Identity of Human movement
For those of you that follow us on IG, you know we've been talking a lot about movement and mobility. So, for today's email we'll break this down into more detail for you all.
When you think about biomechanics and movement we have to remember that this is a 2-sided conversation. Let's talk about in Silicon Valley lingo (software vs hardware) to understand how this works.
Software vs Hardware (Motor Control vs. Mobility)
Motor Controlis skill acquisition. It is the coordination that is required to move well. You can be 6'10, strong and flexible, but that doesn't mean you're good at basketball. In this case, you have the hardware requirements to move well, but not the skill.
So, how do we improve Motor Control?
"Perfect practice makes perfect". The reason why you work with professionals is to help improve your technical skills, form and movement mechanics. This takes time and also varies person to person. Some of us naturally pick up new skills faster than others, and some of us feel like we can't pick it up no matter how hard and long we try.
Now, the other side of the conversation...Hardware (aka Mobility)
When we say mobility, we're talking about your ACTIVE range of motion, not your passive flexibility.
You can stand up and hug your knee to test passive hip flexion, then you can stand up and lift your knee up without your arms and there will be less range of motion.
Your active ROM will always be less than your passive ROM. Our goal though is to close the gap between these two.
Mobile vs Stable Joints
The human body is composed of 2 different types of joints; Mobile vs Stable Joints.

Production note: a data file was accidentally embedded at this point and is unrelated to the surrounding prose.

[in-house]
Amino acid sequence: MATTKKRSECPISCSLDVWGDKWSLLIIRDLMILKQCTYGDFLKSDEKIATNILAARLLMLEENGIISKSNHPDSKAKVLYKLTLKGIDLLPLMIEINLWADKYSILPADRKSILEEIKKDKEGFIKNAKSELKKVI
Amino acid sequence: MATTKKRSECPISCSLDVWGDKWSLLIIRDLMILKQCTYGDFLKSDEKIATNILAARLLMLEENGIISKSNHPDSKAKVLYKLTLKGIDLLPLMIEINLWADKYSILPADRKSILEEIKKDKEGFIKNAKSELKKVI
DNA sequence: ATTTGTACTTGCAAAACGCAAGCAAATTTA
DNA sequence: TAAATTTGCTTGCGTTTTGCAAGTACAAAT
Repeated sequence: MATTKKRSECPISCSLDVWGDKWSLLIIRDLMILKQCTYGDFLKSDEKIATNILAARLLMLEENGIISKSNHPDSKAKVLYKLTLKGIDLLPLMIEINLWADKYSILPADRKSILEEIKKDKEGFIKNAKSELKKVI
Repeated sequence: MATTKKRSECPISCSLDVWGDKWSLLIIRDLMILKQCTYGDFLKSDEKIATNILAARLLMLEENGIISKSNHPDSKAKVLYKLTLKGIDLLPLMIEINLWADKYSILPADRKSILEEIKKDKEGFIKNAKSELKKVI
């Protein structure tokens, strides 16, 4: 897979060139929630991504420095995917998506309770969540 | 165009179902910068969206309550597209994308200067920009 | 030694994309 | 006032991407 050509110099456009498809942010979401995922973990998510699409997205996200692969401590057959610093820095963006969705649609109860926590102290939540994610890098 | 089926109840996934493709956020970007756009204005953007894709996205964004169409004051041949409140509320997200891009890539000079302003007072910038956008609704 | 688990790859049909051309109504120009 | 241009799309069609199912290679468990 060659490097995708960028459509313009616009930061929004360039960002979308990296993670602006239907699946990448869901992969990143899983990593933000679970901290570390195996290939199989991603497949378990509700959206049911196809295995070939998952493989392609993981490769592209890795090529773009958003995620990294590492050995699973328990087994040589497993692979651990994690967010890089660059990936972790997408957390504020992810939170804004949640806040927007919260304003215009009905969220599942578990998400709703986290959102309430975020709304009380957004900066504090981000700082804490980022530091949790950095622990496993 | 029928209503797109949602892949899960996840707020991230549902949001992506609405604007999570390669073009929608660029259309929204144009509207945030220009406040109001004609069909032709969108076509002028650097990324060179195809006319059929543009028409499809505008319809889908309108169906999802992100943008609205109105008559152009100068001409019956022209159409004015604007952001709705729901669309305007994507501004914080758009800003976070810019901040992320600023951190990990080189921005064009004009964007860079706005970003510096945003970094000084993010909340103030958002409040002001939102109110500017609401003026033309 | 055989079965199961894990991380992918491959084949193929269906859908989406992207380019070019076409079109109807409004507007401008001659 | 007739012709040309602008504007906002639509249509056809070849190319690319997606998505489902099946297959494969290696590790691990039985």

Stable Joints- Feet, Knees, Lumbo-Pelvic, Scapula, Elbows
Mobile Joints- Ankles, Hip, T-Spine, Shoulders, Wrist
Example: If I rotated your hip 90 degrees, we don't have a problem but...if I rotate your knee 90 degrees you'd never see me again or possibly you'd want to see me in court haha, not funny!
So bringing this back full circle, when we think about optimizing or fixing one's movement capacity we have to remember that it's not just the typical stretch it out and move on. There is so much more that could be going on. Sometimes it's just an easy motor control fix and other times it's a more complex soft tissue or stability problem which requires more time to fix.
If you're struggling with technique in the gym, pain in your body or looking to become a badass with your movement capacity; schedule a time to meet with your coach to go over a mobility program that can do all of that.
This is the foundation to a great training program and the foundation to longevity and sustainability to your health.
Have a great day!